I started saying that in my third year of teaching when I finally got my own class. They were twelve sixth-grade special education students and they didn’t believe me.

Those kids are freshmen in high school now. I still have the phone

A gang sign of the Bloods

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numbers of their parents or guardians in my cell phone’s directory.

Every now and then I call one of them to see how the boy or girl I taught is doing.

Some are thriving, some having a harder time.

One has dropped out and joined a gang.

I ran into him the other day after school.

He was wearing his colors so I didn’t have to ask him what was going on in his life.

We made small talk for a while before I asked him what happened, why had he given up on school.

He is a smart boy who has raging hormones and is easily distracted. He is also a very good basketball player.

He told me that his school doesn’t let freshmen play on the varsity and that students must maintain passing grades to be on a team.

He is capable of it, but he didn’t have to work too hard in middle school because, as a special education student, he had modified requirements for passing from grade to grade.

Those modifications disappear in high school

In high school all students are required to meet the same standard.

We warn them, but it still comes as a shock when it happens.

This boy realized around midterm, right around the time this HS basketball season ended, that he would not become a tenth grade student. He would not be on the varsity next year.

He has always had problems at home and those problems had worsened.

That’s why the gang is so attractive. It is a new family.

They don’t let go easily either.

This is where the corollary to I Never Let Go comes in.

I also never give up on a kid.

I reminded the boy of what I had told him four years ago and he laughed.

“I didn’t believe you then, but you tracked me in 7th and 8th grade and always checked in with me and my teachers.”

“I thought that was over when I graduated.”

I smiled.

“I never let go, and I never give up on a kid,” I told him.

“And the best thing about never is that never never comes.”

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My Four Word Education Plan!

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I was feeling very burnt out today.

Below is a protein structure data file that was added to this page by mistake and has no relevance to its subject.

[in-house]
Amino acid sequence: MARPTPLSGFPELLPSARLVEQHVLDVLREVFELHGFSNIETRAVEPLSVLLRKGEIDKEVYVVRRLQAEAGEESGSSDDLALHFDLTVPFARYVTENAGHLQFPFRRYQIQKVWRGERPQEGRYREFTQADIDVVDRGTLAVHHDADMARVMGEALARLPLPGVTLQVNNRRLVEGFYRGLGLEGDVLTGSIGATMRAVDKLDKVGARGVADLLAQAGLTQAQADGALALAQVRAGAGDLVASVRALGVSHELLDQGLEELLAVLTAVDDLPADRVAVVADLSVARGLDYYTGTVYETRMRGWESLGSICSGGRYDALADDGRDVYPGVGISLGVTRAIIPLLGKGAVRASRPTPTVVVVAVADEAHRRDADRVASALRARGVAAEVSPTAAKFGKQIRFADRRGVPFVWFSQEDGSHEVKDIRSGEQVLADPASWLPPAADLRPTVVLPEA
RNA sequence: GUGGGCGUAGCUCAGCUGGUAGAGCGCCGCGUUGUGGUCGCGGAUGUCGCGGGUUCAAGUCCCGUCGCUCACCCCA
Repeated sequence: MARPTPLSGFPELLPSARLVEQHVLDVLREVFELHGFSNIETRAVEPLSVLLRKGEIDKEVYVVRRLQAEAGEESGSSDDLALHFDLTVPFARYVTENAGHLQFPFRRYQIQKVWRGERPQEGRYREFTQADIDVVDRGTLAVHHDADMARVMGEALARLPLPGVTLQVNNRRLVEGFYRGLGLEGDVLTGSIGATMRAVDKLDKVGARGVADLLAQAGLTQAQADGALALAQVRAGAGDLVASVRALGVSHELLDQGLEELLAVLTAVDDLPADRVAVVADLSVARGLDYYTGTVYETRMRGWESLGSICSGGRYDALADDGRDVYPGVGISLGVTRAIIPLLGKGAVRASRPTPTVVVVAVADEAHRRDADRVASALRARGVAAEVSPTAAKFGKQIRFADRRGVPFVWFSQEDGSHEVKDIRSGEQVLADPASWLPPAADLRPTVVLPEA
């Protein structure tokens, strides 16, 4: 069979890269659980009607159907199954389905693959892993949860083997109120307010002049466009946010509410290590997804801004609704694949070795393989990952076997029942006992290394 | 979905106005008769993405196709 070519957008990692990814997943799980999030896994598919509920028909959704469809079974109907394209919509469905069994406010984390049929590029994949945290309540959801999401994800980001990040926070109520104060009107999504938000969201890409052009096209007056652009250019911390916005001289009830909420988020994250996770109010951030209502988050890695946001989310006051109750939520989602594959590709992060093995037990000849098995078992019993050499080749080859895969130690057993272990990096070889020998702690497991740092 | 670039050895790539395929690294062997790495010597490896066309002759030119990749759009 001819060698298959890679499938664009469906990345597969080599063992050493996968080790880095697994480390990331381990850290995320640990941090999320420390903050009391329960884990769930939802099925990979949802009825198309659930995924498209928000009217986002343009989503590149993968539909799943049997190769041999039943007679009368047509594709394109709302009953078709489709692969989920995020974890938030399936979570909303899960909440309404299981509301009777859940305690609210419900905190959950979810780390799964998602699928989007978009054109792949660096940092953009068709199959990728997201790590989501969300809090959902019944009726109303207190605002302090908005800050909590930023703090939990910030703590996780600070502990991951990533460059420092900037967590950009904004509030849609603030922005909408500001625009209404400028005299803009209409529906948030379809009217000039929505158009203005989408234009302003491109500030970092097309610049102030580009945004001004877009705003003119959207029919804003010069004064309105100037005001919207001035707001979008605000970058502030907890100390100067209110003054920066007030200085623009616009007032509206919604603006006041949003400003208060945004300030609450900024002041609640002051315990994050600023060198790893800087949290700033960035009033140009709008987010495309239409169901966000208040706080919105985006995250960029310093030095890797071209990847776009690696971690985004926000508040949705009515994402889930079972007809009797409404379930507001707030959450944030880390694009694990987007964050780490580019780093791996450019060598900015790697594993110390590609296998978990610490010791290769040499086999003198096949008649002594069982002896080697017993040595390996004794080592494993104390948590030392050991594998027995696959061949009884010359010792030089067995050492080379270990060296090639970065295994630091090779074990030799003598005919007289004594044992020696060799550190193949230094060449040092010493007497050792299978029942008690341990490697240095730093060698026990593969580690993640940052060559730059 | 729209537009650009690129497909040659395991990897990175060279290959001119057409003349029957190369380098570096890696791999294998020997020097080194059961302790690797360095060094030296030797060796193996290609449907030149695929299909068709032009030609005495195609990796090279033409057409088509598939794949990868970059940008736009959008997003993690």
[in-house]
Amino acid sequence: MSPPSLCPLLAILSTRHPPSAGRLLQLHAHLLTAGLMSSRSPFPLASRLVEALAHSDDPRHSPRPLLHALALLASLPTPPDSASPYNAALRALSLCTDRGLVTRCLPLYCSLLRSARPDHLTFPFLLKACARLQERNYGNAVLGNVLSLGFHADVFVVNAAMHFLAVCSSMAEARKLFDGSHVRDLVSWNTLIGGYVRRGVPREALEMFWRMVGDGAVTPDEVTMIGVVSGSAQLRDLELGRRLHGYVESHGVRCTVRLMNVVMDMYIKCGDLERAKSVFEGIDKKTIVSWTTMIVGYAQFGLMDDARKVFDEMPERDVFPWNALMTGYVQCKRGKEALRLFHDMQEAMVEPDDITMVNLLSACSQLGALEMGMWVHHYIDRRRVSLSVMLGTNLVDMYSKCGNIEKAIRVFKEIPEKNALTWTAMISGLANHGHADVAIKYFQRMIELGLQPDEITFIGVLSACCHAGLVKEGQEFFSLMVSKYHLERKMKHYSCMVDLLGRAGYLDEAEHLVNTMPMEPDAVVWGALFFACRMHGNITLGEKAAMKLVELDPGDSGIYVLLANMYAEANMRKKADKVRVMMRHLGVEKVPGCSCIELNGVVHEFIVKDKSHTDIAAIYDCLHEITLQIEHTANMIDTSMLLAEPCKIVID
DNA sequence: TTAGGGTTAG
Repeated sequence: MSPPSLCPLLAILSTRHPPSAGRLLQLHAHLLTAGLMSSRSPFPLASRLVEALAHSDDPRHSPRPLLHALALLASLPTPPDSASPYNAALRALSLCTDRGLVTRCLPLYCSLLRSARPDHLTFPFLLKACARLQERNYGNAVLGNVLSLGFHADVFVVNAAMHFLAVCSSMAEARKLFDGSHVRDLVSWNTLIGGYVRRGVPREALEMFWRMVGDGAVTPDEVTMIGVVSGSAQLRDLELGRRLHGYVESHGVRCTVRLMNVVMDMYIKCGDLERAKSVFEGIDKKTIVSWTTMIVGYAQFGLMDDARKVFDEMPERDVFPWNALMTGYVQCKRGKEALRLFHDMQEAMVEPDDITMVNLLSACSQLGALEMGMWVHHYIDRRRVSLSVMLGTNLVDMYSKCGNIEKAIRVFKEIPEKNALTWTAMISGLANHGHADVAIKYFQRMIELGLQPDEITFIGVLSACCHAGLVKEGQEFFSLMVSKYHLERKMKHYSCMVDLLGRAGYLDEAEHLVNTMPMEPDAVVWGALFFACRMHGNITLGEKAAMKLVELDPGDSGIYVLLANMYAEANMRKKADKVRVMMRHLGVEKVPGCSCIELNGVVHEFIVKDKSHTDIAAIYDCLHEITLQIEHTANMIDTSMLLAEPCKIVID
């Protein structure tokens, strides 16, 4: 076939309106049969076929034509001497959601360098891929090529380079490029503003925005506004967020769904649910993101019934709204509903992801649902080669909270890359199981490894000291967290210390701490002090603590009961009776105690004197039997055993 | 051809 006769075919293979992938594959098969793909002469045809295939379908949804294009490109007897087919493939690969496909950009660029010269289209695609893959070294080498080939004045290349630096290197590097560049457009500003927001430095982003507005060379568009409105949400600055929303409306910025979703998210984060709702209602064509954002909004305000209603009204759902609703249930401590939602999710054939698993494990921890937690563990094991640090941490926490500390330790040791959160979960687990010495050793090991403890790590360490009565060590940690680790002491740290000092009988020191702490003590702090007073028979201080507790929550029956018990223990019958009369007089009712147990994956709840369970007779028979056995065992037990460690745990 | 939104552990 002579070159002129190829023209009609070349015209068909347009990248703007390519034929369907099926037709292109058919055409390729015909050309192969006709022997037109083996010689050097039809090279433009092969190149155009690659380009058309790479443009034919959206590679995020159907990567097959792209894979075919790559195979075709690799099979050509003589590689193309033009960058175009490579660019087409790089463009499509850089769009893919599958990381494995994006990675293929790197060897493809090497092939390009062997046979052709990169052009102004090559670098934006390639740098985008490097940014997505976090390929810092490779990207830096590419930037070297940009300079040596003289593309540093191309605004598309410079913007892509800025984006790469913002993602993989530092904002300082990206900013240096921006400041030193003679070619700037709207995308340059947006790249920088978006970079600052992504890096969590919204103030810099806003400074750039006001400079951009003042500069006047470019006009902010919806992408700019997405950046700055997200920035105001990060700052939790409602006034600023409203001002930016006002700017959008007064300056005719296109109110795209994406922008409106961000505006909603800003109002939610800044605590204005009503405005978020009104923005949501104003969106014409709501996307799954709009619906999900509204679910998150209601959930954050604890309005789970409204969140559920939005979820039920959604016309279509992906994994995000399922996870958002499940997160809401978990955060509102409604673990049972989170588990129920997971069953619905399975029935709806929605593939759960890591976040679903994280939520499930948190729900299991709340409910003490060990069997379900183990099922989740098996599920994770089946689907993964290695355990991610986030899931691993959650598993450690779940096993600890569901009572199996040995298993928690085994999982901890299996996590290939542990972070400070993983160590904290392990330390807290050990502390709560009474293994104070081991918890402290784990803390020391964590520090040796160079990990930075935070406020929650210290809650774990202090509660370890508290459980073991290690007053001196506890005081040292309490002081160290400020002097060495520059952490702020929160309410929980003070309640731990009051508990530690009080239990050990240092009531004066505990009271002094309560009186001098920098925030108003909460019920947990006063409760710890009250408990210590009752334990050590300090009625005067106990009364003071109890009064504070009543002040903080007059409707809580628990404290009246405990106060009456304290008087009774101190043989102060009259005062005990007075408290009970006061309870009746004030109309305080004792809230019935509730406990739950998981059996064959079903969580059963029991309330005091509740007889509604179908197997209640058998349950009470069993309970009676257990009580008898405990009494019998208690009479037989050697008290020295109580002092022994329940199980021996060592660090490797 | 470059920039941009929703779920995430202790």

The reasons why have been accumulating since I hurt my knee in the first week of school and was out for a month.

Then this morning my lesson on the Triangle Shirtwaist Co. fire failed and I found out that a boy who choked a classmate then used a marker to pretend to masturbate would not even get a one-day suspension.

I just love it how we teach our students that their actions have no consequences then wonder why they don’t learn to behave better.

When my last class ended I just sat down to gather the energy to go home.

That’s when two of my 6th grade students came in to get some more information prior to a class debate between advocates for the Athenian and Spartan lifestyles.

One of the girls is a bubbly, athletic and enthusiastic ball of energy, the other was S, who I have written about before.

After a half-hour the first girl left.

S and I continued to talk.

We talked about ancient Greece, ancient Rome, and also about modern family life. We chatted about predictions that the world wound end in 2012 and agreed that there probably would be a 2013 and more.

I taught her about the butterfly effect and the random but thoroughly interconnected series of events that we are all part of and affected by.

We discussed global warming, the Ice Age, the water cycle and the first law of thermodynamics (though that’s not what I called it).

Just when I needed it most, I remembered the joy I get from teaching.

In our third hour of chatting I told her about the Hitchhiker’s Guide to the Galaxy and I helped her understand how to find the area of an isosceles trapezoid.

To outside eyes each of us was taking a huge risk.

I was breaking the most basic rule of being a male teacher; sitting in a classroom alone with a just-turned 12-year-old girl. And she was sitting with me.

We could do this because we trust each other. We feel safe with each other.

The distillation of my philosophy came to me as I was telling S how I realized she was different from almost every student I’ve taught.

Whenever I ask a question requiring a higher-order thinking skill and the rest of her class stares at me as if I were speaking Klingon, she will raise her hand slowly and say, “I’m not sure, but…”

That’s it!

Philosophy & Poetry
Image by Lawrence OP via Flickr

That is my education philosophy distilled to its most essential point.

“I’m not sure, but…”

I want all my students – all students – to feel safe enough, secure enough, challenged enough and supported enough to take the risk that S takes.

No, I don’t mean spending almost three hours alone with a teacher.

I want them all to be able to say…

“I’m not sure, but…”

If we can get our students to that point I guarantee they will learn.

So how do we get them there?

I’m not sure.